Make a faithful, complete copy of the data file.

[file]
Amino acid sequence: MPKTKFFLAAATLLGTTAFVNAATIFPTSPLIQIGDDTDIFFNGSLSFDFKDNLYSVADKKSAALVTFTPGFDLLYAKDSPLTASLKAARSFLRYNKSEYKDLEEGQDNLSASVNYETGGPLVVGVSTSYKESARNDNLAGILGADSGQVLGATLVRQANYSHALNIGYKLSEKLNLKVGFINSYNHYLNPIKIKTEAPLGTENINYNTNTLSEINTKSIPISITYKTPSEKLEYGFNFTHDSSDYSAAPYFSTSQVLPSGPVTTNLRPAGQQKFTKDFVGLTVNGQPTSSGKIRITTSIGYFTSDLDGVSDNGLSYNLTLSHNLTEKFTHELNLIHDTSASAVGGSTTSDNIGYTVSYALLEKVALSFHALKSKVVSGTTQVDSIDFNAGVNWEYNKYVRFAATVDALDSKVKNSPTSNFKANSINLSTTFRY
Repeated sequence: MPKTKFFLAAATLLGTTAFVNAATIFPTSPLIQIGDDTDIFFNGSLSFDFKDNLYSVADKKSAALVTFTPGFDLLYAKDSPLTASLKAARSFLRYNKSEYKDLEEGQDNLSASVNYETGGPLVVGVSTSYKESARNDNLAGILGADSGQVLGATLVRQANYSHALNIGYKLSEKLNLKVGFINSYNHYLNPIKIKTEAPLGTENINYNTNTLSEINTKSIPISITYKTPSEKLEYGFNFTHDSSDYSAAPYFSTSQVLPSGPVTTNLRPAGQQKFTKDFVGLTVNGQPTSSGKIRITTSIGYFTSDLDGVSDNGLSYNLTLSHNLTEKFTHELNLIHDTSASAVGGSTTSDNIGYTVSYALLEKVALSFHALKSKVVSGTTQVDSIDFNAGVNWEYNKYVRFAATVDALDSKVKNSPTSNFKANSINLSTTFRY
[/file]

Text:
Amino acid sequence: MPKTKFFLAAATLLGTTAFVNAATIFPTSPLIQIGDDTDIFFNGSLSFDFKDNLYSVADKKSAALVTFTPGFDLLYAKDSPLTASLKAARSFLRYNKSEYKDLEEGQDNLSASVNYETGGPLVVGVSTSYKESARNDNLAGILGADSGQVLGATLVRQANYSHALNIGYKLSEKLNLKVGFINSYNHYLNPIKIKTEAPLGTENINYNTNTLSEINTKSIPISITYKTPSEKLEYGFNFTHDSSDYSAAPYFSTSQVLPSGPVTTNLRPAGQQKFTKDFVGLTVNGQPTSSGKIRITTSIGYFTSDLDGVSDNGLSYNLTLSHNLTEKFTHELNLIHDTSASAVGGSTTSDNIGYTVSYALLEKVALSFHALKSKVVSGTTQVDSIDFNAGVNWEYNKYVRFAATVDALDSKVKNSPTSNFKANSINLSTTFRY
Repeated sequence: MPKTKFFLAAATLLGTTAFVNAATIFPTSPLIQIGDDTDIFFNGSLSFDFKDNLYSVADKKSAALVTFTPGFDLLYAKDSPLTASLKAARSFLRYNKSEYKDLEEGQDNLSASVNYETGGPLVVGVSTSYKESARNDNLAGILGADSGQVLGATLVRQANYSHALNIGYKLSEKLNLKVGFINSYNHYLNPIKIKTEAPLGTENINYNTNTLSEINTKSIPISITYKTPSEKLEYGFNFTHDSSDYSAAPYFSTSQVLPSGPVTTNLRPAGQQKFTKDFVGLTVNGQPTSSGKIRITTSIGYFTSDLDGVSDNGLSYNLTLSHNLTEKFTHELNLIHDTSASAVGGSTTSDNIGYTVSYALLEKVALSFHALKSKVVSGTTQVDSIDFNAGVNWEYNKYVRFAATVDALDSKVKNSPTSNFKANSINLSTTFRY